Hoping for a temperate winterJuly 10, 2014
Nothing much has been written about the gas dispute with Russia in blog entries here since the latest disagreement between Kyiv and Moscow that seems set for the Stockholm Court of Arbitration. To be blunt there is little to say regarding the legal positions and due process embarked upon.
Of note, perhaps, was the RADA decision on 4th July to allow a 49% stake to US and Europeans in the Ukrainian Gas Transport System, though it remains to be seen whether that investment opportunity is taken up. If so it may force a certain degree of transparency that currently is missing in the energy sector of Ukraine. There was no opportunity for Russia to invest. In the current climate, unsurprising.
Anyway, both Moscow and Kyiv, also seem to be making somewhat fanciful claims regarding “reverse flow” from the EU Member States in both quantity, technical ability and the legalities of such.
“How can it be possible to supply the gas on the same pipe to one side and another? We know that there is no reverse gas flow. There is no need to be a specialist to understand it.” President Putin 1st July 2014.
Entirely true if trying to paint “reverse flow” as using the same pipeline at the same time to push gas in two different directions – but most people are not as feeble-minded as those President Putin would appear to preach to.
Unless he has forgotten, is entirely unaware, or is choosing to ignore pipelines such as the Vojany pipeline, reverse flow is a reality. Because Vojany has not been used for 15 years, does not mean it does not exist. And it is through this pipeline from Slovakia, and similar small pipelines from other post Warsaw Pact nations that the Europeans intend to send gas to Ukraine, despite it irking The Kremlin. “Reverse flow” in so much as it is pumped east to west on one pipeline system, and then some of it pumped back east on another.
Very good – except that combined capacity via ex-Warsaw Pact pipelines will only account for 16 – 17 billion cubic meters per annum. Ukrainian usage is about 50 – 60 billion cubic meters per annum. Ukraine’s own domestic production need be added into the mix and whatever gas sits in underground storage too – at least that gas that is not required for technical reasons to keep gas flowing to Europe.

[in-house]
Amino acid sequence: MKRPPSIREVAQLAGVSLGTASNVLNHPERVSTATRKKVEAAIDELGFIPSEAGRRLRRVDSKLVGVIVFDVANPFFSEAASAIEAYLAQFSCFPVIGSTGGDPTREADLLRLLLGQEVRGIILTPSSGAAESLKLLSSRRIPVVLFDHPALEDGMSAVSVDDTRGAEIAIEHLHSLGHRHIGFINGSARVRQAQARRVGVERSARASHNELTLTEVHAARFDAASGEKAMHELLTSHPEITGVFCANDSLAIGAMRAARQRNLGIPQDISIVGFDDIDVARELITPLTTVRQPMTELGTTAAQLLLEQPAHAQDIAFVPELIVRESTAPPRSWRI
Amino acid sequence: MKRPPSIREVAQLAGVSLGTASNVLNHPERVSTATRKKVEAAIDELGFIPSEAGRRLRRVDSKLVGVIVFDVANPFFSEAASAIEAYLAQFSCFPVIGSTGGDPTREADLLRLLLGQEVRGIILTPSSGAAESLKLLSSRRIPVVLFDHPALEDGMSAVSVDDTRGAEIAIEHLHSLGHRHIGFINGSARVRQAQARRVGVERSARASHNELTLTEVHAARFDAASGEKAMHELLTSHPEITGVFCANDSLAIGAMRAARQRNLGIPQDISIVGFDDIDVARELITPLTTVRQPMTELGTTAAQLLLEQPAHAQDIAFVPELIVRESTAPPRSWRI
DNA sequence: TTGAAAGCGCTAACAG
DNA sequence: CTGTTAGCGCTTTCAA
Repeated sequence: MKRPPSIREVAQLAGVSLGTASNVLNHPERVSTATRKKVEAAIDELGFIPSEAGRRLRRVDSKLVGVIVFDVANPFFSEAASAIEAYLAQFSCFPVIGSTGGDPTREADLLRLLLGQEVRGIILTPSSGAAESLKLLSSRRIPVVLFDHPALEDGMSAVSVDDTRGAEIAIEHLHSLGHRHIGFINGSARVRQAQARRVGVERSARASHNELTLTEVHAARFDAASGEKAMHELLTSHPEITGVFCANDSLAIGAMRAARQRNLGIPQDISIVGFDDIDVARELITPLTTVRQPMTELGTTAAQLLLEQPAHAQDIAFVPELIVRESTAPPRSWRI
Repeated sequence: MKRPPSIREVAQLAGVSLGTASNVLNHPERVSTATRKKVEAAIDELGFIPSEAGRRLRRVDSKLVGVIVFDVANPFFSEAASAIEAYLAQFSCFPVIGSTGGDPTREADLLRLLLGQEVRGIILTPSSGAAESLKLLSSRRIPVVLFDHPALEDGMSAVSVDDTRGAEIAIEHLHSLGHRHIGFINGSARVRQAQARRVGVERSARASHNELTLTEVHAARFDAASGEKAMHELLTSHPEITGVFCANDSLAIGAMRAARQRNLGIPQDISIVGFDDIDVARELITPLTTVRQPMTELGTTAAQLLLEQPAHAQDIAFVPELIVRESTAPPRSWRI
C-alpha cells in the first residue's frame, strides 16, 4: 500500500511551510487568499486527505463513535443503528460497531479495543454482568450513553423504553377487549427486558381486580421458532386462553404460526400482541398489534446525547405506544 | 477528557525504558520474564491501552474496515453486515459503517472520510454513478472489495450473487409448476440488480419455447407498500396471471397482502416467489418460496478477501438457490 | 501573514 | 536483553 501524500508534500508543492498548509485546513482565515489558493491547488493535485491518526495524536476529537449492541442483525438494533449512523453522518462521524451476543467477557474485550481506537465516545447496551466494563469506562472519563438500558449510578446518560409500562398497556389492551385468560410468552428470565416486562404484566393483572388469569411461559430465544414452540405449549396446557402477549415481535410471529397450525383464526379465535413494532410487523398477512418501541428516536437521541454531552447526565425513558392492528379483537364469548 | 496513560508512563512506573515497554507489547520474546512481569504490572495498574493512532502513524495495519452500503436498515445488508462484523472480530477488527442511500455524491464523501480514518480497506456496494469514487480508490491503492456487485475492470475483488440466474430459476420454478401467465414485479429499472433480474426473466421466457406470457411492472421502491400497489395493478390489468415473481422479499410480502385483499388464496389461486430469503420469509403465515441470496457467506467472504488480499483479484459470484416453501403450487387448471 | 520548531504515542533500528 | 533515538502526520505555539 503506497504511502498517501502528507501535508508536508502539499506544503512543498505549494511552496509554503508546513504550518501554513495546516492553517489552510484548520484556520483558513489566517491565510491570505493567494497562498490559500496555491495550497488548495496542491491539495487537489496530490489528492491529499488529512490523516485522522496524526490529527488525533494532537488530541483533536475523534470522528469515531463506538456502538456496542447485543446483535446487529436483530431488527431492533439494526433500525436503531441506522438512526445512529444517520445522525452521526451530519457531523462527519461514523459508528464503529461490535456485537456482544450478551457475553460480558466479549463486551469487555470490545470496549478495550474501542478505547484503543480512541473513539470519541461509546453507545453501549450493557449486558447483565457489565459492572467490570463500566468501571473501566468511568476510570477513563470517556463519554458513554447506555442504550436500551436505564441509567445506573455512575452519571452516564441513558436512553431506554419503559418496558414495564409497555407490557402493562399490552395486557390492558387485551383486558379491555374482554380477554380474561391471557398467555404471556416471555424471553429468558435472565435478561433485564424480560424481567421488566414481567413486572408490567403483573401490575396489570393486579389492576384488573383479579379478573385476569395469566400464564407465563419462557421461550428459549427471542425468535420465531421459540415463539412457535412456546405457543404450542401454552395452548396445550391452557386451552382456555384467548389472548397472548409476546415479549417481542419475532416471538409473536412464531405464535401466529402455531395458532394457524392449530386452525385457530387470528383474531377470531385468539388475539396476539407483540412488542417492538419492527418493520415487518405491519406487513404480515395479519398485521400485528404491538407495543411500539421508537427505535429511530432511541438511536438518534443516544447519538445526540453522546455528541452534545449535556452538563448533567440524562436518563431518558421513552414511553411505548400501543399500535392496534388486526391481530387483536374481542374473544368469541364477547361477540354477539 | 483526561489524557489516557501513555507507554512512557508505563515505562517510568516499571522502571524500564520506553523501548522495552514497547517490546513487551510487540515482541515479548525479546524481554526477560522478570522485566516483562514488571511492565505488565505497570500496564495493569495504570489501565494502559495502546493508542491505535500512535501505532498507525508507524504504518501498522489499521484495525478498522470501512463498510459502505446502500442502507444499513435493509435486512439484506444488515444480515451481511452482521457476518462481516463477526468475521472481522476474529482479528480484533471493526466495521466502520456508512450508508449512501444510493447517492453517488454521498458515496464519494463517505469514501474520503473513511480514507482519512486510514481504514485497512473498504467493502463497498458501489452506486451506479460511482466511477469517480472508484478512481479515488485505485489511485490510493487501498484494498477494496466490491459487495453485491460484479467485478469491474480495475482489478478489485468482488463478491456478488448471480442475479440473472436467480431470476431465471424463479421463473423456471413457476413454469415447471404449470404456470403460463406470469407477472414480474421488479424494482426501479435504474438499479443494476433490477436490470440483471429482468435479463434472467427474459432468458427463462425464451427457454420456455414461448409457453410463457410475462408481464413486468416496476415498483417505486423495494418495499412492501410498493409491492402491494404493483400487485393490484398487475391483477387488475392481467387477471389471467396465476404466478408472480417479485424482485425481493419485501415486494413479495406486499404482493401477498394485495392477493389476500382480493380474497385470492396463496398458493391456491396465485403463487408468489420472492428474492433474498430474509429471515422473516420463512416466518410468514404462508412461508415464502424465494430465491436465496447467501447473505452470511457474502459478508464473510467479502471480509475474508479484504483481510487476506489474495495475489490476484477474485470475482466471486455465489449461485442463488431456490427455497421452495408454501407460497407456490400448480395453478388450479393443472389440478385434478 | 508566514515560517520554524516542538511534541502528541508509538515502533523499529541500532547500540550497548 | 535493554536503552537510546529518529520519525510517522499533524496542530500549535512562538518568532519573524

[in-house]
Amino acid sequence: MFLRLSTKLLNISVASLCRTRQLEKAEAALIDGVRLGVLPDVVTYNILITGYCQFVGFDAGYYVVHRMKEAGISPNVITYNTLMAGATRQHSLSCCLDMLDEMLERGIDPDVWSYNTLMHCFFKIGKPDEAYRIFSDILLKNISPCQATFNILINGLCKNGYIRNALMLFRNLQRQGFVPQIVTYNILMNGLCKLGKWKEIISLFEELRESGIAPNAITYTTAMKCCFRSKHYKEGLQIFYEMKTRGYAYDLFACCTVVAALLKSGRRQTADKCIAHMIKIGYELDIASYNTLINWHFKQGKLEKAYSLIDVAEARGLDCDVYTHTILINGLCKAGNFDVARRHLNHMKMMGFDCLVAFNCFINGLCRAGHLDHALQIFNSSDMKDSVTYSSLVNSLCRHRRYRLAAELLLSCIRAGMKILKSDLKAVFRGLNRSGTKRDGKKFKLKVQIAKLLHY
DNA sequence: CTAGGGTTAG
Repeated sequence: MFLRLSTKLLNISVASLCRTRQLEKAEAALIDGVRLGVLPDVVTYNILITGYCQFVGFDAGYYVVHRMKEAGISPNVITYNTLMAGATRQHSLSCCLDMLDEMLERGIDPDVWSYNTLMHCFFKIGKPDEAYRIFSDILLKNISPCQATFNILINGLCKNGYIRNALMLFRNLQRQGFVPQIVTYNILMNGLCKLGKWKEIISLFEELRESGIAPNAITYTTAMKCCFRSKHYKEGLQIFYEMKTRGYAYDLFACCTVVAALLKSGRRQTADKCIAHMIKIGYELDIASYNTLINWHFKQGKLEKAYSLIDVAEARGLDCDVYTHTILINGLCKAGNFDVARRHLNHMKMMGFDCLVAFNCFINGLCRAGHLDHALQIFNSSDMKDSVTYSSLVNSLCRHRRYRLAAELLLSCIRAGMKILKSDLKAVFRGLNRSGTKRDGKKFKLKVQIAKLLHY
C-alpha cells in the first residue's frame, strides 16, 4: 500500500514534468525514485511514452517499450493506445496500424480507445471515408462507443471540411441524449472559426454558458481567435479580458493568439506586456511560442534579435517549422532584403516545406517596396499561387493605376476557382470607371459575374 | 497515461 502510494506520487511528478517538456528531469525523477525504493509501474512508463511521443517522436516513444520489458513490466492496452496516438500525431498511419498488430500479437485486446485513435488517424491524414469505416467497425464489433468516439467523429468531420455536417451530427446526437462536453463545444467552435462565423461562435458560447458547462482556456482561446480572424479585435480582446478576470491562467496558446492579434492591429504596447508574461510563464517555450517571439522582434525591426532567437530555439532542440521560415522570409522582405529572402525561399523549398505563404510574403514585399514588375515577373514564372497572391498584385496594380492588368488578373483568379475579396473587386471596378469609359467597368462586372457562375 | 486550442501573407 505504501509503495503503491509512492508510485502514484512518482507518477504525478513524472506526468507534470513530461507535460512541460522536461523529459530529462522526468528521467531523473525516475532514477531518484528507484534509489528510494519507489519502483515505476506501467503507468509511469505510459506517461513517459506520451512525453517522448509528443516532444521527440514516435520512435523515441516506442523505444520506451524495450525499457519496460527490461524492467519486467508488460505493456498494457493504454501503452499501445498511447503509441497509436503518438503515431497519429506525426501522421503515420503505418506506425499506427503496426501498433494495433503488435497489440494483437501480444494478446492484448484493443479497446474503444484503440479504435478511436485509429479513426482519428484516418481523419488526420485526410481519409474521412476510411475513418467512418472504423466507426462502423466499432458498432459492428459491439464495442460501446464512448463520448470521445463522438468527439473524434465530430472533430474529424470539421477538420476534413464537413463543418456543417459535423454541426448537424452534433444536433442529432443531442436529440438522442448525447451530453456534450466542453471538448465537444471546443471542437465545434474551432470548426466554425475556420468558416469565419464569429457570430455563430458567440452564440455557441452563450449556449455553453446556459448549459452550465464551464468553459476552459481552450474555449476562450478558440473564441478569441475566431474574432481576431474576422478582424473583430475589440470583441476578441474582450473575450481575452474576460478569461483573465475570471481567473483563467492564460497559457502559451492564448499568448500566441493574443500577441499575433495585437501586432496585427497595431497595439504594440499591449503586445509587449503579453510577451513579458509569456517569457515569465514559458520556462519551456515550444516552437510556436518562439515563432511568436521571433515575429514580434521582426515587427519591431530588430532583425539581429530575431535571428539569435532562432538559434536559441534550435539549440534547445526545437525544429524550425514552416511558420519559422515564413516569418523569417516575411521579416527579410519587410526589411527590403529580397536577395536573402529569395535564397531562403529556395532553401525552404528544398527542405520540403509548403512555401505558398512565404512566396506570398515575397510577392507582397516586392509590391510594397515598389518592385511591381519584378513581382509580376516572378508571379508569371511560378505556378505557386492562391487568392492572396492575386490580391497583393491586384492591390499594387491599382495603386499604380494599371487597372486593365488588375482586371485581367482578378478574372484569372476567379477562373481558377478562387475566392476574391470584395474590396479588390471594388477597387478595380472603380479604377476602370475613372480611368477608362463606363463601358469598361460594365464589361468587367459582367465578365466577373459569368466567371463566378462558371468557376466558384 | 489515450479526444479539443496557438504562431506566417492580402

Evidently, according the the Ukrainian Energy Minister on television the other night, there will be a shortfall of about 6 billion cubic meters – which he claims can be reduced to about 2 billion cubic meters by intelligent usage, conservation, as well as alternative energy sources.
Perhaps German companies like Bosch will see a dramatic sales increase of their electric boilers in Ukraine as winter approaches? An uplift in wood burning ovens? A rush on electric fires?
In essence however, through Ukrainian business and society being more wise with their gas usage, a saving of about 4 billion cubic meters can be accomplished according to the Energy Minister, and perhaps he is right – Ukraine has had practice in both 2006 and 2009. Somebody will have kept notes and statistics.
The remaining 2 – 4 billion cubic meters? Well, on the presumption no agreements are reached prior to any Stockholm hearings – or any results after they take place whenever it may be – Ukraine need hope for a very temperate winter for the elderly and the very young – or prioritise them some how.
The rest of the nation? It practiced in 2006 and in 2009. There is no reason to believe it won’t manage once more in 2014 – particularly if the government makes a convincing case that any such sufferance is of equal importance to national sovereignty as that of the current events in eastern Ukraine.